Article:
American Jewish leaders used to insist that there is no such thing as “Jewish politics” because they believed the exercise of Jewish power through group politics could lead to the accusations that they cared more about their fellow Jews than about their country. When one looks at what they did, rather than what they said, however, the story of Jews and American politics appears in a quite different light.
In 1868, for example, Jewish issues and the question of the Jewish vote stood front and center in a national campaign because the Republican candidate, Ulysses S. Grant, had, during the Civil War, issued General Order No. 11, expelling “Jews as a Class” from his war zone, and now his Democratic opponents sought to make him pay dearly for that mistake.
The election of 1868 posed an unprecedented and deeply vexing dilemma for Jews. Could they vote for a man – even a national hero – who once had sought to expel the Jews? If not, would this set Jews apart from the multitudes who viewed Grant as the savior of his country? Worse yet, might it raise the ugly specter of dual loyalty, suggesting that Jews cared more about “Jewish issues” than about the welfare of the country as a whole?
Liebman Adler, the rabbi of Chicago’s oldest synagogue, K.A.M., argued against voting on the basis of Jewish interests, and in favor of what he considered broad American interests. “Proud as I am of being a Jew,” he explained, “it is different when I take a ballot in order to exercise my rights as a citizen. Then I am not a Jew, but I feel and act as a citizen of the republic.” On election day, he insisted, “I do not ask what pleases the Israelites. I consult the welfare of the country.”
Another leading Reform rabbi, Isaac Mayer Wise, disagreed. “If wrong is wrong, he who defends it is wicked,” Wise acidly wrote in condemning those who advocated Grant’s election. Wise concluded that responsible voters needed to weigh up their responsibilities as Jews and as citizens at the same time: “We much speak and act according to the very dictates of conscience and conviction.”
This debate has many analogues in American Jewish history. It has been repeated in different words whenever Jewish issues – such as support for Israel – enter the political landscape.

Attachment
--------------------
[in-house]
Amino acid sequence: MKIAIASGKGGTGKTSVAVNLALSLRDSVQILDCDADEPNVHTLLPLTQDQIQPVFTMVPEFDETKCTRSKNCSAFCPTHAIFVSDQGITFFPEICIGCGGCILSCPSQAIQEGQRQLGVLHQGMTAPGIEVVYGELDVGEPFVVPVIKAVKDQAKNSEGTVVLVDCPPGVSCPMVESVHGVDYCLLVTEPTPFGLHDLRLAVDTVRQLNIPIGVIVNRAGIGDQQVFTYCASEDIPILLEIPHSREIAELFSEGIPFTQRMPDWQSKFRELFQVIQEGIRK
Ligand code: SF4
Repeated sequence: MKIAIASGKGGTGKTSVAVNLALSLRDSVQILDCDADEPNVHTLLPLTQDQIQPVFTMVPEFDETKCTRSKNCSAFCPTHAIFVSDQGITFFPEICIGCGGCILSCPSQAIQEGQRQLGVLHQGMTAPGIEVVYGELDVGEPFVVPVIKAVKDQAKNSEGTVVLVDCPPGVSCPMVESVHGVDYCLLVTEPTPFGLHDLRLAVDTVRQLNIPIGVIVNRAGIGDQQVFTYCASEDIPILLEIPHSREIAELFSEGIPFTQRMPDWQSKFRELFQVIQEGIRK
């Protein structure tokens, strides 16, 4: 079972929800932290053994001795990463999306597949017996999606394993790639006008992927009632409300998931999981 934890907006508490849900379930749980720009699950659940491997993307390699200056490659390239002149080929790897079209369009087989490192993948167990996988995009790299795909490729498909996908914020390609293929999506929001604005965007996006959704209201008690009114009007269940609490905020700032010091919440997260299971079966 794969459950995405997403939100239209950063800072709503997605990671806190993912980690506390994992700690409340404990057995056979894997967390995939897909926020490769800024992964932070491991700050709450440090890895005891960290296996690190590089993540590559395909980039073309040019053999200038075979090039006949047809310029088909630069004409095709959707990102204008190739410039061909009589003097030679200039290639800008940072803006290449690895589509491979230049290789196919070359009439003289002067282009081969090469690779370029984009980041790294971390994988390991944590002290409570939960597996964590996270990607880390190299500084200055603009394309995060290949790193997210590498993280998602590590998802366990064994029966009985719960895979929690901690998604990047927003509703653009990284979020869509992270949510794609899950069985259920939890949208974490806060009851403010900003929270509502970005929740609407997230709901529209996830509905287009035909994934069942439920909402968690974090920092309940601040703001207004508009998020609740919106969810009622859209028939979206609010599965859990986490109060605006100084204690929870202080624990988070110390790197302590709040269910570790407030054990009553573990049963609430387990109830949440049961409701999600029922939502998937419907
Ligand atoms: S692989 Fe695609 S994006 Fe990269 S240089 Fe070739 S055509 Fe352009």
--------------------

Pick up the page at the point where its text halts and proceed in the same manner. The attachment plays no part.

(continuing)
Grant emerged the winner by a healthy margin, and the Jewish vote could not have made much difference. But if Jews, in the end, were not important to the results of the election, the election seems to me to have been highly important to Jews. It represented a political coming of age, a willingness to become engaged, as Jews, in the electoral arena.
In many ways, it was the 1912 election that turned the tide in terms of public discussions of Jewish politics. There were three major candidates in that election – the Republican incumbent, William Howard Taft, the Progressive, Theodore Roosevelt, and the Democratic Woodrow Wilson – all of whom chased after the Jewish vote because the election was expected to be close. That election established a new pattern of overt Jewish politics. Henceforward, Jewish leaders often spoke out on behalf of candidates whom they, as Jews, supported. And candidates were openly judged in the Jewish press by issues that directly affected Jews – free immigration, combatting anti-Semitism, and, after 1948, support for Israel. What is important to remember, though, is that neither party had a monopoly on the Jewish vote.
The election of Franklin Delano Roosevelt marked a tectonic shift of Jewish voters toward the Democratic Party. He won an astonishing 90 percent of the Jewish vote. A famous Yiddish joke at the time said that Jews believed in three worlds: this world (diese welt), the next world (jennavelt) and… Roosevelt. The Jewish view of FDR would change, but since FDR, every single Democratic presidential candidate with the exception of Jimmy Carter (who failed to get even half) has received two-thirds or more of the Jewish vote.
One of the surprises of the 2016 election was that only 74 percent of American Jews voted for Hillary Clinton. In 1964, Democrat Lyndon Johnson, running against an unpopular Republican, Barry Goldwater, won 90 percent of the Jewish vote. This is an indication of a slow shift in American Jewish voting patterns. Orthodox Jews, whose numbers are growing in the United States, are already predominately Republican. Russian-speaking Jews (immigrants from the Soviet Union and their children) are leaning Republican. In Canada, England, France, and Australia, Jews have shifted their loyalties in more conservative directions, in the face of liberal attacks on the State of Israel. Many expect the same will happen in the United States.
In the decades ahead, we may see a more divided Jewish vote.